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Set Yourself Apart: Create Your Own Board of Directors

As a college student or a recent graduate, you might already have served on school or community committees or even been appointed to a position on an organization’s board of directors.

But have you ever thought about creating your own board of directors? It’s sort of like mentoring on steroids.

The idea is similar to turning to a group of life coaches, people you respect and can rely upon for counsel, not just about your work, but about life issues as well. These could range from an ethical dilemma with your boss, to how to handle a difficult task, a personal financial crisis or advice on starting a new business.

Business author Jim Collins, in an Inc. magazine story, says, “Look for board members who, while strong in their views, are nonjudgmental and compassionate. The best board members dispense wisdom like Socrates—by asking questions, drawing analogies, and making dispassionate observations.”

“It’s important to let your board members know that you don’t expect them to agree with you all the time,” says American Public University System business administration department chair Chad Patrizi. “In fact, you want members who can not only help guide you, but will also challenge you.”

Your board could consist of from six to nine people, though there is no magic number. You should include two or three people who know you well: a trusted friend, colleague, or sibling. Consider a professional colleague such as an accountant, attorney or banker. Be sure to include at least two people you admire, such as a respected professor, businessperson, civic leader or community activist.

Be reasonable: each person should be someone you know or who is willing to get to know you; who has time to help you and understands what you are asking of them.

It”s also best to choose people with whom you can build or maintain a long-term relationship. At the minimum, consider a commitment from each person for a period of at least one to three years. Since there won’t be any formal board meetings, just the opportunity for them to share their wisdom with you, it’s likely that most of those you invite will be glad to help, even flattered that you’ve asked.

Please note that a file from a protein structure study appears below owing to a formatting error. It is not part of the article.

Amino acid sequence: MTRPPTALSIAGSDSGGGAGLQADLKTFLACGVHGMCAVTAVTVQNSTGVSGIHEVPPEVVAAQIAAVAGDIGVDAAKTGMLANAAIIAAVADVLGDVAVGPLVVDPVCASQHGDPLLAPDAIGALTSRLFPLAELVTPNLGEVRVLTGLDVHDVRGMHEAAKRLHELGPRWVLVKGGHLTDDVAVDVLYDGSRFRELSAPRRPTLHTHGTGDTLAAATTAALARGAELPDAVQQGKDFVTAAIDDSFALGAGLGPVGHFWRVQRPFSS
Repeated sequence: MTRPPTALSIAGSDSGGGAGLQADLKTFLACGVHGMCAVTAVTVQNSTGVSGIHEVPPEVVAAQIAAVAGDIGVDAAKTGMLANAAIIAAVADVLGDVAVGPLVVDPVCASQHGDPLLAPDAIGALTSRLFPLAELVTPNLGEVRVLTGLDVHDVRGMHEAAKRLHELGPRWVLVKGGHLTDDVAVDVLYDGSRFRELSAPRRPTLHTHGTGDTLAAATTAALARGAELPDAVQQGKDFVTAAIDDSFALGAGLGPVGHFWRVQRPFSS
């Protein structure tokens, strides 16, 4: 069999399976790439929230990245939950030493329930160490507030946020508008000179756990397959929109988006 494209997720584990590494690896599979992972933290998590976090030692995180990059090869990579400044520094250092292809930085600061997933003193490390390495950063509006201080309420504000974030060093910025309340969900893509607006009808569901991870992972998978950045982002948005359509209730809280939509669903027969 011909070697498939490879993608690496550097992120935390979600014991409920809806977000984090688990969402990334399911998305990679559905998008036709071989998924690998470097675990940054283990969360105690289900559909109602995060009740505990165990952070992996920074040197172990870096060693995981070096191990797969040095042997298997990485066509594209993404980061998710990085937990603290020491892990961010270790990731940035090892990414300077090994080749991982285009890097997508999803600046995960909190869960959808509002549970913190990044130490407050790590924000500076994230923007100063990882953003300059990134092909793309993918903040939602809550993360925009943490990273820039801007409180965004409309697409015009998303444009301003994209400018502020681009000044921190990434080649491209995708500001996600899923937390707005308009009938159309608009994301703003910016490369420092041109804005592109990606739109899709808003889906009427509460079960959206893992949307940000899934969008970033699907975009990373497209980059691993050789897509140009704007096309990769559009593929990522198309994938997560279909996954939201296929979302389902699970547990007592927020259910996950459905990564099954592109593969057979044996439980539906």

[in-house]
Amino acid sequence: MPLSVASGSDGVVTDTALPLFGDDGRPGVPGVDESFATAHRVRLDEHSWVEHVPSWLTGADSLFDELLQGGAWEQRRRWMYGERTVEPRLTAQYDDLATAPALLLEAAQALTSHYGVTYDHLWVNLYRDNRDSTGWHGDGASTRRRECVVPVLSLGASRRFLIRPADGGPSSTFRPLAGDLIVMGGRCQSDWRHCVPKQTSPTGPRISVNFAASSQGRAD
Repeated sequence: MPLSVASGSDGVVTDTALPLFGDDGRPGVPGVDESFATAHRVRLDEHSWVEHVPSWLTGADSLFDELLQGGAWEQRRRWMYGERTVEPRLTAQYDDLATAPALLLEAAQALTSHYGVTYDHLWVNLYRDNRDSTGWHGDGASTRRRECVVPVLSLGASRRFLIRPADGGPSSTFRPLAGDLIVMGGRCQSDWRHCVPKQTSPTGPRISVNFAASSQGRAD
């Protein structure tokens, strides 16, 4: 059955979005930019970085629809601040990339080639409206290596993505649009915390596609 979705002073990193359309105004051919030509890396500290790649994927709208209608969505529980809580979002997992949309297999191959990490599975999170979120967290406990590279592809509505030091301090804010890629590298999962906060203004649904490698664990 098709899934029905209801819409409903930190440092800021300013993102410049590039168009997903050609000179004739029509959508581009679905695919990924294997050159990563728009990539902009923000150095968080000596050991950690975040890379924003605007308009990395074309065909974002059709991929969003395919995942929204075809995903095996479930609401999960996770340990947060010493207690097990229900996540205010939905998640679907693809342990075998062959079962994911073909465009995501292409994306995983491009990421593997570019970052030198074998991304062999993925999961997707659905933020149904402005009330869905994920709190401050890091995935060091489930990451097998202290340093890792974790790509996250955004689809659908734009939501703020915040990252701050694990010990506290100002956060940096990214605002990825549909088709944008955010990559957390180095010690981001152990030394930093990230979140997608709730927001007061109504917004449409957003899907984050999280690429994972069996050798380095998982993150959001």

Some suggest checking in with your board members only when you need help on a particular matter, and as a courtesy a few times a year. Others set up their board more formally, committing to certain goals and asking their board members to help hold them accountable.

Again, remember, this is your board. It is up to you how you create, manage and make the best use of it.One of the best ways is to start by writing your own personal business plan, detailing what you want to achieve over your lifetime. Once you have written your plan, arrange to meet with each of your board members for an informal meeting. Share your plan with them, leave a copy and ask for their frank comments and advice.

Then, plan for regular meetings to follow. You may find that meeting in person a few times a year is too difficult for some. Be flexible. A regular phone call might work best with some of your board members, with a follow-up written note or email.

The important thing is to have a plan and stay with it. Otherwise, you are not only wasting your own time, but that of all who have committed to helping you.

Having your own personal board of directors can help you grow professionally and personally, and prepare you to serve on someone else’s board sometime in the future, paying it forward.

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